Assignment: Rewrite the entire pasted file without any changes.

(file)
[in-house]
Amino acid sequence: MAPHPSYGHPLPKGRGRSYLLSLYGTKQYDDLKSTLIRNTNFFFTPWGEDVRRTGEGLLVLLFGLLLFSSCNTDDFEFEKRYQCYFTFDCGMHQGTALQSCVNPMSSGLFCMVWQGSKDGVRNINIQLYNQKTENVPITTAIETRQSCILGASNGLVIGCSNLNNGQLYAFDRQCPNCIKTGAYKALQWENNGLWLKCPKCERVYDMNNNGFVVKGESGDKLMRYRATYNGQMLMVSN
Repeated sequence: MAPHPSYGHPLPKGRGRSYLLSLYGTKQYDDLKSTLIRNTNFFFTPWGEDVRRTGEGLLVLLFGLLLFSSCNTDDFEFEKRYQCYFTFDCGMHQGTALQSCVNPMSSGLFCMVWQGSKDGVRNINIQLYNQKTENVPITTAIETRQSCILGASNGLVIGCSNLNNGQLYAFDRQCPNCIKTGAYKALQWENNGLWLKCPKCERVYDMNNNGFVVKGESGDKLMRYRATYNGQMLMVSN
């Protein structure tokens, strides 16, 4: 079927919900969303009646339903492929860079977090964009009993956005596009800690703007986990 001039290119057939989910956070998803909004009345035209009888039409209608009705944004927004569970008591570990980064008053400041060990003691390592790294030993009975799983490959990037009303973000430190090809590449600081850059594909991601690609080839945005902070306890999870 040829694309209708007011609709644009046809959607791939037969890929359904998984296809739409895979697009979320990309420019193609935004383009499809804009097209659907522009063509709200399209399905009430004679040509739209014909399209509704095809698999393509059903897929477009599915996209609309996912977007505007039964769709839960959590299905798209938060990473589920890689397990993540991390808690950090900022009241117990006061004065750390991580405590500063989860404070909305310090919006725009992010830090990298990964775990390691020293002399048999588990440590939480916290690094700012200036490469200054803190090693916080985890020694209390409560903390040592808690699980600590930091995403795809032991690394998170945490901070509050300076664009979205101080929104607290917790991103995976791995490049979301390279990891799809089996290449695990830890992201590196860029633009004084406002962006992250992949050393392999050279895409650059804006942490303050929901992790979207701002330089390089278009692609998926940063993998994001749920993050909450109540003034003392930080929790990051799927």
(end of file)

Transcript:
[in-house]
Amino acid sequence: MAPHPSYGHPLPKGRGRSYLLSLYGTKQYDDLKSTLIRNTNFFFTPWGEDVRRTGEGLLVLLFGLLLFSSCNTDDFEFEKRYQCYFTFDCGMHQGTALQSCVNPMSSGLFCMVWQGSKDGVRNINIQLYNQKTENVPITTAIETRQSCILGASNGLVIGCSNLNNGQLYAFDRQCPNCIKTGAYKALQWENNGLWLKCPKCERVYDMNNNGFVVKGESGDKLMRYRATYNGQMLMVSN
Repeated sequence: MAPHPSYGHPLPKGRGRSYLLSLYGTKQYDDLKSTLIRNTNFFFTPWGEDVRRTGEGLLVLLFGLLLFSSCNTDDFEFEKRYQCYFTFDCGMHQGTALQSCVNPMSSGLFCMVWQGSKDGVRNINIQLYNQKTENVPITTAIETRQSCILGASNGLVIGCSNLNNGQLYAFDRQCPNCIKTGAYKALQWENNGLWLKCPKCERVYDMNNNGFVVKGESGDKLMRYRATYNGQMLMVSN
């Protein structure tokens, strides 16, 4: 079927919900969303009646339903492929860079977090964009009993956005596009800690703007986990 001039290119057939989910956070998803909004009345035209009888039409209608009705944004927004569970008591570990980064008053400041060990003691390592790294030993009975799983490959990037009303973000430190090809590449600081850059594909991601690609080839945005902070306890999870 040829694309209708007011609709644009046809959607791939037969890929359904998984296809739409895979697009979320990309420019193609935004383009499809804009097209659907522009063509709200399209399905009430004679040509739209014909399209509704095809698999393509059903897929477009599915996209609309996912977007505007039964769709839960959590299905798209938060990473589920890689397990993540991390808690950090900022009241117990006061004065750390991580405590500063989860404070909305310090919006725009992010830090990298990964775990390691020293002399048999588990440590939480916290690094700012200036490469200054803190090693916080985890020694209390409560903390040592808690699980600590930091995403795809032991690394998170945490901070509050300076664009979205101080929104607290917790991103995976791995490049979301390279990891799809089996290449695990830890992201590196860029633009004084406002962006992250992949050393392999050279895409650059804006942490303050929901992790979207701002330089390089278009692609998926940063993998994001749920993050909450109540003034003392930080929790990051799927």